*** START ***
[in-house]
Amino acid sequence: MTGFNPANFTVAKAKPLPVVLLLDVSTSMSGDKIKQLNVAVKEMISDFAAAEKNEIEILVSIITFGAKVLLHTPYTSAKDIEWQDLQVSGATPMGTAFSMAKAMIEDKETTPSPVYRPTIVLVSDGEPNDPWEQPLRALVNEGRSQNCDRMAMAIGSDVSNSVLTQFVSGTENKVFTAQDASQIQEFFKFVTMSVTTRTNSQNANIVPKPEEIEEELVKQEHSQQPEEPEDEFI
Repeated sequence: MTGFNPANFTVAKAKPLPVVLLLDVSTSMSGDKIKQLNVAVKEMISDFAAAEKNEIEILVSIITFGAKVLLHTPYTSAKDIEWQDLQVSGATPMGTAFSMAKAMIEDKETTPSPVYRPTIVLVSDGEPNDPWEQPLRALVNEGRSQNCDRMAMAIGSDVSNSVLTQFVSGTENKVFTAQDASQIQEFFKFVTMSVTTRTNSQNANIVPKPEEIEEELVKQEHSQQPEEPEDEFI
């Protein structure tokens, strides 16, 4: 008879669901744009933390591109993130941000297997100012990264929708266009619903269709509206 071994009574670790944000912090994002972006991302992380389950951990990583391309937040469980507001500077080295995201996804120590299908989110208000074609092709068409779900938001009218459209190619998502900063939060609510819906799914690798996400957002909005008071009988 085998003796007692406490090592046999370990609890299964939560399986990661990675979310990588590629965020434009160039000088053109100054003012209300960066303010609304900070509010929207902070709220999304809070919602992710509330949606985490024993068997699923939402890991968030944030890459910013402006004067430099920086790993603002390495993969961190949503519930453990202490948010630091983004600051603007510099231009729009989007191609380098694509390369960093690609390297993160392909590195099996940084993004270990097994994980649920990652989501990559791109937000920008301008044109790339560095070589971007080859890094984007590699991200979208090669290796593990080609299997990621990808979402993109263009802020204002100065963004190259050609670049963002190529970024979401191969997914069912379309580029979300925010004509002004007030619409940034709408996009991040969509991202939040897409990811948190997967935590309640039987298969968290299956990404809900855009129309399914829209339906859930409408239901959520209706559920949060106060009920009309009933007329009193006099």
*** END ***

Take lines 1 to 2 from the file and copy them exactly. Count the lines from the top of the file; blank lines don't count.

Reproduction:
[in-house]
Amino acid sequence: MTGFNPANFTVAKAKPLPVVLLLDVSTSMSGDKIKQLNVAVKEMISDFAAAEKNEIEILVSIITFGAKVLLHTPYTSAKDIEWQDLQVSGATPMGTAFSMAKAMIEDKETTPSPVYRPTIVLVSDGEPNDPWEQPLRALVNEGRSQNCDRMAMAIGSDVSNSVLTQFVSGTENKVFTAQDASQIQEFFKFVTMSVTTRTNSQNANIVPKPEEIEEELVKQEHSQQPEEPEDEFI